I'll never live another day without thinking about you Brie, you were more than wanted, more than planned... We waited years for you, and this morning I finally saw your beautiful face, and it was everything I imagined it would be. I love you princess.
At 38 1/2 weeks I woke up and the baby wouldn't move, I tried everything to get her to move without luck. My fears were confirmed at the hospital, no heartbeat. I delivered my daughter about 24 hours later, in the same hospital. The Doctor told us that she had suffered an "umbilical cord accident", which occurs in about 1/150 births. We named our precious daughter Abrielle Niccia Simas, she was born at 6:10 am on May 30th 2015. A small girl with her daddy's long legs and my red hair, a perfect combination of my husband and me. She will be forever missed ♥
Written by Lesley Cressman, CLD, SBD and Foundher of A Sacred Jouney
The number one question, I have been asked lately is What is a Doula? The repetitiveness of this question made me realize, it's impossible for a pregnant women to want a service that she know little about!
According to the dictionary definition, A Doula "is a woman who is trained to assist another woman during childbirth and who may provide support to the family after the baby is born."
Okay, so does my midwife or doctor. So why would I need a Doula?
So here's my thoughts, a Doula really is that catchall person in your support team.
Personally, I see those support needs to include the above, but also to include those that are not listed yet that are important to the intended family. The questions from my client, so far at all seem to have different levels of individual importance. My clients have expressed the following concerns: comfort measures, concerned about the possibility of another C-section, first-time births, and for birth after a silent birth, known as a rainbow birth. Each of these clients have their own needs, and it is my goal to meet the needs as each individual family requires. There are a lot of different hats the doula wears, moment by moment within the birth experience.
I hope I was able to shed a little light, and my views of what to a doula does as she travels with a family on the journey of birth. Please know that each birth experience that a doula is a part of stays in a little space in her heart. A doula's truly enjoy supporting women and their families in this exciting and transitional time.
A Sacred Journey, Waterloo On,
Lesley Anne, CLD, SBD and Founder of A Sacred Journey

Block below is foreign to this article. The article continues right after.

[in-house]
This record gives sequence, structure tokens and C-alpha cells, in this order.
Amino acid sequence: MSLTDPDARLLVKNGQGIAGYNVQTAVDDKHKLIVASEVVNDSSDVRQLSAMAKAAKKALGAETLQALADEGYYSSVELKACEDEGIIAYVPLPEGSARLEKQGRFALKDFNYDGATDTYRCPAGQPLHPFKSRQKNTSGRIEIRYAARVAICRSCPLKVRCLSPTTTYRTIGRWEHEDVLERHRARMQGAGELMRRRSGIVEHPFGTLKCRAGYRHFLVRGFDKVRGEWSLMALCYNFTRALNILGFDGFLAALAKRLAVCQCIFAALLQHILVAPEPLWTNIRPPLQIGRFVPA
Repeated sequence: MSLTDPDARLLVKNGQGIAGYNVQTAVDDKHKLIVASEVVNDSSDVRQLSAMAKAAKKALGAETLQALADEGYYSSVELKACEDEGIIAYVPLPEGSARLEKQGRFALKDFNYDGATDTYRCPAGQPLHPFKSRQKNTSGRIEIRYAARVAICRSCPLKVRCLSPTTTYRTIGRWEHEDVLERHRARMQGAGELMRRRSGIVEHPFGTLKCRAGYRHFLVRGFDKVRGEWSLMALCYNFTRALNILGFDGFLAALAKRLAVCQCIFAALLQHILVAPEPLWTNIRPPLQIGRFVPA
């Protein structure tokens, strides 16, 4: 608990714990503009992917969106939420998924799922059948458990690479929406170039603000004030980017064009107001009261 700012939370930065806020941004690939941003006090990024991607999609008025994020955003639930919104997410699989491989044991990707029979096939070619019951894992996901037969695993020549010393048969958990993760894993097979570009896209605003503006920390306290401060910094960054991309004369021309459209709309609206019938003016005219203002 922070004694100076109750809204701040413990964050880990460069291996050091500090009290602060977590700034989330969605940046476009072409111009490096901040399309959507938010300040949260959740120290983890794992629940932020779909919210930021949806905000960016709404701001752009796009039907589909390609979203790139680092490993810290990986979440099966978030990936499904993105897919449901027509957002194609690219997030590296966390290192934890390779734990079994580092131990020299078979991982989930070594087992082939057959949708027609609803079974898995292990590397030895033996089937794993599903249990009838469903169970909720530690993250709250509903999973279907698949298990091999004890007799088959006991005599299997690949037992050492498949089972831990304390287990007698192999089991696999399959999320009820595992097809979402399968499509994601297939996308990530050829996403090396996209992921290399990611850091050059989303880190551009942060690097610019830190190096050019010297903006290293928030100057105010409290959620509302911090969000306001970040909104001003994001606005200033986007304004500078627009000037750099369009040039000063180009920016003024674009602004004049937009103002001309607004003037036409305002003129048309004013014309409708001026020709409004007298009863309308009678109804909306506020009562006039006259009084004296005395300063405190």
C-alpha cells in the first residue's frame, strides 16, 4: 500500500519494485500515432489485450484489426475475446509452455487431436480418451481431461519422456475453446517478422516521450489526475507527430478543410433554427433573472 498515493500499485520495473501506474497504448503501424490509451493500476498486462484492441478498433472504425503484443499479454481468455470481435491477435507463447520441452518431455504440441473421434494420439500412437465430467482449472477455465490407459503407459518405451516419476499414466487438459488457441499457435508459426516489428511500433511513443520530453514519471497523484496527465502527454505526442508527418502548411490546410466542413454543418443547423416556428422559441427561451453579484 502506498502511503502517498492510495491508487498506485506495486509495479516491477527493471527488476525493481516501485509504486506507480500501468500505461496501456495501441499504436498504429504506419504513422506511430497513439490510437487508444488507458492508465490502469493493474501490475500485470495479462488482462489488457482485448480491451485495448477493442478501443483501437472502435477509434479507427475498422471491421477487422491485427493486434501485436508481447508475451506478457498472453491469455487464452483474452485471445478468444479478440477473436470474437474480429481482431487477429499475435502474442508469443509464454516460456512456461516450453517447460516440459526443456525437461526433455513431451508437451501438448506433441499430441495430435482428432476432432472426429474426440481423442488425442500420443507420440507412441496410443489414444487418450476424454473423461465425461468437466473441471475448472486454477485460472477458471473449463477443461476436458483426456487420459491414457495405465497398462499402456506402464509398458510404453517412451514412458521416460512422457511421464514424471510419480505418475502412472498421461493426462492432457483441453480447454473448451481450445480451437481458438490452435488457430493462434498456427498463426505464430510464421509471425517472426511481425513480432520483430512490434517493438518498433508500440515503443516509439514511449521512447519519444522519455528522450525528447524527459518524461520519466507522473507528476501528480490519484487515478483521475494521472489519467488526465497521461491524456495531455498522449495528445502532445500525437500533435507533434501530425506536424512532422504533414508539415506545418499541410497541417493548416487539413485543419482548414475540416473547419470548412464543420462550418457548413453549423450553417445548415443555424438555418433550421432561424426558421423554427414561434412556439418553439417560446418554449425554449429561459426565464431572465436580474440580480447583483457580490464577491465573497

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“What is Bengkung ? Well, it is a traditional Malaysian belly binding method. Essentially it is the practice of tying long strips of cloth around the abdomen during the postpartum recovery. To en-sure a strong support to the woman's womb after childbirth.” Valarie Lynn, author of the mommy plan.
Ask me about the many medical, physical, and emotional reasons for belly binding.
Birth Sealing Ceremonies close the journey of giving birth, it allows one the opportunity to celebrate what when well and to mourn for that did not go as expected.
These are services offered at A Sacred Journey for free to her Labour and Postpartum Doula Clients .
Lesley Anne has successfully completed the learn acupressure to encourage an optimal natural birth online course. Courses like this will be a stable expectation from the Sacred Journey. As a whole we strongly en-courage the least invasive, comfortable experience by listening to a woman’s natural rhythms, as she births her child. The most important part of the process is to allow the mother, the power to birth as she sees fit: natural, unmediated, medicated, with the midwife, with an OB, or with her family practitioner. As a doula, our role is to nurture the mother, the partner, and assist the medical staff and whatever they need.
The actual meaning of the word Doula is a person who serves.
Lesley Anne has successfully completed her in class components for Labour and Postpartum Doula services. This class has only built upon her strong foundation from her early childhood education child development program; it created a new frame of reference with current research-based data on what is promising practice within the rhythms and rituals as a woman births her own child.
As she works towards her certification requirements, Lesley Anne is proud to offer student doula rates to her clients.